Desktop PC shipments dip below 100m

Shipments of desktop PCs fell below 100 million in 2017, new figures have revealed.

According to IDC’s Worldwide Quarterly Personal Computing Device Tracker, global shipments of traditional PCs (desktop, notebooks and workstations) and tablets (slate and detachable) declined 2.7 per cent year-on-year in 2017. 

For the entire ‘traditional PCs’ category, it is expected that there will be decline of 0.9 per cent over the 2017-2022 period, with volumes dropping from 259.4 million in 2017 to 248.3 million in 2022. 

In the short term, 2018 is set for a year-on-year decline of 3.2 per cent with demand for slate tablets and legacy PC form factors remaining weak.

It’s not all doom and gloom however. When you include detachable tablets such as the Microsoft Surface Pro, you can expect to see ‘modest signs of growth’ within the five year period of 0.1 per cent. 

Commercial device replacements are largely expected to be positive, though momentum will slow after 2020 as mature markets largely end their transition to Windows 10. In emerging markets, commercial  activity is expected to carry on for longer, aiding in the market’s growth of 0.7 per cent between 2017 and 2022. After ending 2017 with modest growth, detachable tablets are also expected to improve in 2018 and 2019 due to ongoing commercial adoption.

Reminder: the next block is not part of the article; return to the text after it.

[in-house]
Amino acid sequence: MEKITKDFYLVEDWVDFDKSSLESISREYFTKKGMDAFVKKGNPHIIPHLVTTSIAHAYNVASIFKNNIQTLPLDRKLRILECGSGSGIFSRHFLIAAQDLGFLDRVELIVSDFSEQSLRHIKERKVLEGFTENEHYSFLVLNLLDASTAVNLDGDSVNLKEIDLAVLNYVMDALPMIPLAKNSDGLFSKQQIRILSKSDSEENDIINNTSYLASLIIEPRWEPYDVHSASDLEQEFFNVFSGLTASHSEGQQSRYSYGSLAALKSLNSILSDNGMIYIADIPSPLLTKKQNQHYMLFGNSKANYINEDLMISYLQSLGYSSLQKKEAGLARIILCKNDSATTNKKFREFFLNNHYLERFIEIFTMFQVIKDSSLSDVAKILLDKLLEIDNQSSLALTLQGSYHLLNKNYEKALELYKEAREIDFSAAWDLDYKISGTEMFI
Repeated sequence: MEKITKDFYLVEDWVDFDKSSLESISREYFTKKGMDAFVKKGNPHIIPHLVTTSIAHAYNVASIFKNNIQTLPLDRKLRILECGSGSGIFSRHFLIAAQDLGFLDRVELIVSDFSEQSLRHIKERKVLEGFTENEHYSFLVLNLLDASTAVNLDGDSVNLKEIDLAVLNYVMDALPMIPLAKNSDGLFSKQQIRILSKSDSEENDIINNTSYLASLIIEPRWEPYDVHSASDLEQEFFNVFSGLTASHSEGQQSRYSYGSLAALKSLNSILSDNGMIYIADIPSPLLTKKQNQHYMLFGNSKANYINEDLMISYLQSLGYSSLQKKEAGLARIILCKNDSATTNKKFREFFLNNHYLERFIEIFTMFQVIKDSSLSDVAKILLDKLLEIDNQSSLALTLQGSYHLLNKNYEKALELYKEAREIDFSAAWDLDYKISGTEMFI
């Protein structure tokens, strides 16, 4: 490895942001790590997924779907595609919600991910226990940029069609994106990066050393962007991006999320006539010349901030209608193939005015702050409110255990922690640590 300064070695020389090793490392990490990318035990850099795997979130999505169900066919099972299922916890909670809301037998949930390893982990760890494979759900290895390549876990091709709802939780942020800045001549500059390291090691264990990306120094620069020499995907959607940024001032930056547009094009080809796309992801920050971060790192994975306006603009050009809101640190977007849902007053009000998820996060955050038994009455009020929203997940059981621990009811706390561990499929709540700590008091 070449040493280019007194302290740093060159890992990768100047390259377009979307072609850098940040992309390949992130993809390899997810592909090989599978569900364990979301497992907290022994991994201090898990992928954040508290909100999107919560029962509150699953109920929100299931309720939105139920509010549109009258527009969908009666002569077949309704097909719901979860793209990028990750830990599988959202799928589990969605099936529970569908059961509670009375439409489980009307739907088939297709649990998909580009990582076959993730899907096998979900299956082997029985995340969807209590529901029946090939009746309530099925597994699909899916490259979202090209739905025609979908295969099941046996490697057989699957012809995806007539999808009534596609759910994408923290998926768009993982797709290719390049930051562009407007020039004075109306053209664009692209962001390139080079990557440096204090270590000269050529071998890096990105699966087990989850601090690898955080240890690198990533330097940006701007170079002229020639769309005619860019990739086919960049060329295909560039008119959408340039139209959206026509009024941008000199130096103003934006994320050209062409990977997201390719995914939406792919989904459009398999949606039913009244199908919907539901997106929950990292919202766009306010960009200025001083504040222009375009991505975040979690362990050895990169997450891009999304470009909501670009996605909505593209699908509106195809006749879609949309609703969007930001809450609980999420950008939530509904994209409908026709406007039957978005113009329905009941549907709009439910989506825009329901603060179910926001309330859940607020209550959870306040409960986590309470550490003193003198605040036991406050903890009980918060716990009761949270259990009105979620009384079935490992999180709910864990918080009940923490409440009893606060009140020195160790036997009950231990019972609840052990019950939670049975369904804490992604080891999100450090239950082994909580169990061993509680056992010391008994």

"As the broader PCD market continues to evolve, challenges remain but there are plenty of positive signs, too," said Tom Mainelli, program vice president with IDC’s Devices and AR/VR programmes. "New form factors such as convertibles and detachables continue to show long-term growth opportunities in both consumer and commercial markets. Chromebooks remain a bright spot with an increasing number of consumers embracing the platform. And the gaming category continues to grow, driving both positive volumes and ASP trends."

"As expected the PCD market ended 2017 with a contraction," said Jay Chou, research manager with IDC’s Quarterly Personal Computing Device Tracker. "But behind this number is a silver lining that shows the notebook segment posting its most positive growth since 2012, a point bolstered by the continued consumer migration to premium and ultraslim form factors." 

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